META is part of the DARPA Adaptive Vehicle Make program. I participated as lead software engineer for BAE Systems Burlington, MA. Our participation in the program lasted about 18 months and was the first time I’d interacted so broadly with academic participants.

Our team put together some pretty interesting ideas and demo’d software every 8 weeks.

The software we wrote for the project was done under a BSD like license per DARPA requirements, and so it is probably the largest amount of software I’ve written that I can not only show to people outside the project, but also reuse on other projects.

Here are the program deliverables, and my team’s specific contributions.

Note that I included MD5sums in the delivery, but DARPA chose not to post them that way.


I’ve been an occasional user of Mathematica since version 2.0. While it is a rare and lucky project that has enough math making it necessary to break out Mathematica, when it does happen it is nice to have the Swiss Army Knife of symbolic math and graphics manipulation there in my box of tools.


Spring Tool Suite

My preferred Java IDE is Spring Tool Suite (STS), which is a customized version of Eclipse. STS has good support for all of the Spring libraries, as well as good default support for Maven and Subversion.

X-Plane Simulation and Visualization

Single Integrated Air Picture (SIAP) was the first project I worked on at BA; a great idea to have all participants share information on aircraft location and identification. Our task was testing the SIAP software, and there were some nice simulation tools running on an open source HLA RTI. But there was no visualization, nor were there any accurate complex aircraft models. Airforce guys would come in and ask how do we know if the we can follow an intercept, or how will it look to the AWACS and so on.

Enter X-Plane.

Source X-Plane Website

Source X-Plane Website

I had looked for a flight sim that supported an external API which X-Plane did. This allowed me to connect X-Plane to the HLA RTI sim and provide completely realistic flight parameters for aircraft like the F-4 and F-15 and F-22, as well as some tankers and sensor platforms.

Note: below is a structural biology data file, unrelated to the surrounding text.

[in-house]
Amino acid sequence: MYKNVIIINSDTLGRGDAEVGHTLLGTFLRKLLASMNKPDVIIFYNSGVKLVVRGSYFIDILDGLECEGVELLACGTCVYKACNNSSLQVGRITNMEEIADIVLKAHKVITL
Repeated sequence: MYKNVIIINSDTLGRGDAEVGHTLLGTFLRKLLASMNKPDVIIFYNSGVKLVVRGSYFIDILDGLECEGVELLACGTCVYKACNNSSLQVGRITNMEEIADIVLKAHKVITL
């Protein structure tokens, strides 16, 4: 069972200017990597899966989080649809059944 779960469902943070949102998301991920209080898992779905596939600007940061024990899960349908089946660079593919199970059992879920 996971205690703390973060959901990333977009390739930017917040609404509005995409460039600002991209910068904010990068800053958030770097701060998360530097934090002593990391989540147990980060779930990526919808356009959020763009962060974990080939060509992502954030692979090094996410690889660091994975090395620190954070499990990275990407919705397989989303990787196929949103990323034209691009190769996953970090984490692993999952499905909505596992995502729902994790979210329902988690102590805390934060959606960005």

I could pick a plane and fly the mission and either inject the data live, or record it for playback latter.

Even better I could take generated aircraft data and visualize the flight with X-Plane. Nothing like checking your rotation matrices by watching a plane bank and fly.

Using X-Plane also added the wow factor to some of our demos, and completely stopped the question of our using valid flight models.


Repton splash screen for C-64 version.

Repton was my first large program and commercial success. The idea came from my best friend Dan Thompson who was working then at Sirius Software and busy finishing up another game, so he invited me to do the programming for Repton.

I did the most of the programming work on the Apple II version in 1982, sharing in the game and graphics design with Dan. The software was about 10,000 lines of ASM written with the amazing Merlin Assembler. A full print out took about 6 hours on an Epson-100MX. I’d start it in the morning, go to school and hope when I came home hope there had been no paper jam.

Dan and I did Apple II, Atari 400/800, and Commodore 64 versions. All being 6502 based they shared quite a bit of the code.

We sold something like 40,000 copies total.

External Links

Turtles all the way down

I am working a DARPA project called MRC, the BAE portion of which is called SOUND.

One part of this uses the enhanced Xen Flux Time Travel work, which looks to me like a great advance in debugging intermittent bugs.

To make it easy to test and integrate I am trying to run a guest VM inside of the modified Xen inside of VMWare Fusion on my Mac. This is to save me the trouble of acquiring and stacking more hardware into my tiny office.

I miss the days when I was confused because I had ssh’d into some server and then into another and could not recall which system I was editing files on.

simple java server monitor

Circa 2004

Update: Check out Nagios which is an open source service monitor. This looks like a good solution. Wish I had found it before I did my little project!

ServerMonitor is a small java program that monitors a server and sends email to the administrator when the server is not available.I have been having some reliability problems with a server that I depend on and wanted an easy way to be notified if there server had stopped running. This program is very simple to use.

Use Case Diagram

Deployment Diagram

The program consists of a single java file ServerMonitor.java [text] and a script smctl.sh to start and stop the monitor.